40 responses »

  1. Thanks for the info! I can’t wait to take a look at this – seems like I’ve been putting out fires all day, and mother nature has a beef with my Wednesday evening class – snowing again – I could use a little RA related therapy! 🙂

  2. Thanks for the link Angie! I just watched the whole thing and was totally fascinated by it. I actually found myself becoming very emotional at times as I watched it. I can see why Philippa became quite overcome at times. Who could blame her!

  3. OMG!!! Thank you so much for this. I have ben following every discussion, messge board and news releases on this and now i can see it for myself. I find this story so amazing and facinating. Bless you from Memphis, TN. Date: Wed, 6 Feb 2013 20:31:31 +0000

  4. I felt very sad close to the end when they were discussing RIII’s battle wounds as they surrounded the table where his bones were spread out. I couldn’t help imagining those last few moments of his life and how brutal they were. Of course, it was a brutal age. But it does sound as if he was a valiant warrior and he fought right up to the end. Also clear now there was no hunchback but a sideways curvature that would have only meant an elevated shoulder and could have been hidden under clothes. And NO withered arm.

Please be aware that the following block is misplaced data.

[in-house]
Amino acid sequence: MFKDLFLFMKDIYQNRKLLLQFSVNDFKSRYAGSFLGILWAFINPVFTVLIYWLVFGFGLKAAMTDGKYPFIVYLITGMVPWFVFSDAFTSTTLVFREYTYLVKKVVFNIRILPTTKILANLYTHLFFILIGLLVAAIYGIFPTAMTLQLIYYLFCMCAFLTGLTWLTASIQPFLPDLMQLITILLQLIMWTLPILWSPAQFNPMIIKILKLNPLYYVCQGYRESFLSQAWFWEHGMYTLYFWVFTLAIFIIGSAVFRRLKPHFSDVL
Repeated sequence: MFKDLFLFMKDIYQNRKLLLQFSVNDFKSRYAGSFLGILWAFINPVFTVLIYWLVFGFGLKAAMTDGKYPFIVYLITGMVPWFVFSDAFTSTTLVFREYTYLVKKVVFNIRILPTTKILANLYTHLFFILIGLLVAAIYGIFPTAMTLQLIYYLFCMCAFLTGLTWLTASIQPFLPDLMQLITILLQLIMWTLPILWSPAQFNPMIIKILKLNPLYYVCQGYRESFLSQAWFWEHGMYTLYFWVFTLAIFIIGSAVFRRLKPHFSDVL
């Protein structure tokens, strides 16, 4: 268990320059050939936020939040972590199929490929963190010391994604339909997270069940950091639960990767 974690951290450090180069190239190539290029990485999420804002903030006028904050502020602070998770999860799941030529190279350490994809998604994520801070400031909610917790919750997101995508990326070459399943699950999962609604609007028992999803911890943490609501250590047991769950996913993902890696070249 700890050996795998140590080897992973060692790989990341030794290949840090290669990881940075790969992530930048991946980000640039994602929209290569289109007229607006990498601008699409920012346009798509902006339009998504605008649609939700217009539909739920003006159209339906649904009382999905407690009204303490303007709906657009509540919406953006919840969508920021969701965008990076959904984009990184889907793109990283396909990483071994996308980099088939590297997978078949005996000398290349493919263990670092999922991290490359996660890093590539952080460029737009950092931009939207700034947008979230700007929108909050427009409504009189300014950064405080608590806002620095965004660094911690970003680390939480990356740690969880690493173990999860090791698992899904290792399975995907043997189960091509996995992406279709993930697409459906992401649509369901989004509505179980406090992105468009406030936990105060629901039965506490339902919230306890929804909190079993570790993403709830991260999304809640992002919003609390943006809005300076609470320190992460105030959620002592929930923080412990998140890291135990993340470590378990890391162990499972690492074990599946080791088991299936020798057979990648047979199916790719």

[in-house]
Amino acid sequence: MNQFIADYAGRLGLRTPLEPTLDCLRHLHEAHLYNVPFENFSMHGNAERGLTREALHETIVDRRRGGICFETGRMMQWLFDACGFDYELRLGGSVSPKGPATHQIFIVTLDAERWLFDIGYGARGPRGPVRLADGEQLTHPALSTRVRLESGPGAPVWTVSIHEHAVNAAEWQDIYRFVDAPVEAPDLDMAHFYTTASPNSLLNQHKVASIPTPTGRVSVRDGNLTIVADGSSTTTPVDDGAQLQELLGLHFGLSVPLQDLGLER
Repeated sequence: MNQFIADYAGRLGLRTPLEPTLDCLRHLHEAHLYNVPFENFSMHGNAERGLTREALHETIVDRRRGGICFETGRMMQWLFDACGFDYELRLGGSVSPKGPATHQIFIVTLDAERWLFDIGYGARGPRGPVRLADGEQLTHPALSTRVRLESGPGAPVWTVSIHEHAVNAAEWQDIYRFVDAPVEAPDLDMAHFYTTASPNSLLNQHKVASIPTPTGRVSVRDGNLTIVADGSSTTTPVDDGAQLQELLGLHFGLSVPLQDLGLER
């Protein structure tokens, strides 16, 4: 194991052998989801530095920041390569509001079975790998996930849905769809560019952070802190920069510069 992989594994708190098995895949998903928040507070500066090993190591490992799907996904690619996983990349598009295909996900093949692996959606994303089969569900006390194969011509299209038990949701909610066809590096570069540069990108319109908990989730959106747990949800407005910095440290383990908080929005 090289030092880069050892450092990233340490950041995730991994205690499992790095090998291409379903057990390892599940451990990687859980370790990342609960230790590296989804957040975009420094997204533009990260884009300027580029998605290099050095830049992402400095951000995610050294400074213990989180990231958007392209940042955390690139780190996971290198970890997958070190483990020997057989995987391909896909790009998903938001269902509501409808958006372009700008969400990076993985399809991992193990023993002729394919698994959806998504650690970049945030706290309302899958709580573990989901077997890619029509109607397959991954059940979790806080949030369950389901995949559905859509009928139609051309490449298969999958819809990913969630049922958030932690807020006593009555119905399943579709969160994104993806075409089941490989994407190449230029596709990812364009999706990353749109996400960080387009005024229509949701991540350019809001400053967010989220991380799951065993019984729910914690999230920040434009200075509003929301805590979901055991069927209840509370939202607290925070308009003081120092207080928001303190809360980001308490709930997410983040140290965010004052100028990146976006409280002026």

Some people at Twitter complained there was too much of a reality show feel to it and not enough hard science, but this was made for a general audience’s consumption. I think you have to take that into account.

    • I’ve no doubt the hard-science stuff will appear in Nature and other refereed journals. I had no objection to the tone and level of the program, which was, after all, geared to a general audience.

      Of course it was a brutal age; look at what is done to people in war zones even now. However, the gratuitous viciousness of the multiple head wounds and the way they must have been inflicted *shudder* — it was one thing to be fighting as a yeoman, archer, pikeman, or foot soldier, but another to be mounted, heavy cavalry style, leading from the front, and attacking and defending face-to-face. It would not surprise me to learn that Richard III’s horse was killed to force the king to the ground, where he was attacked from the rear. To thrust a misericord into his brain then was just foul, not the coup de gras the weapon was meant for.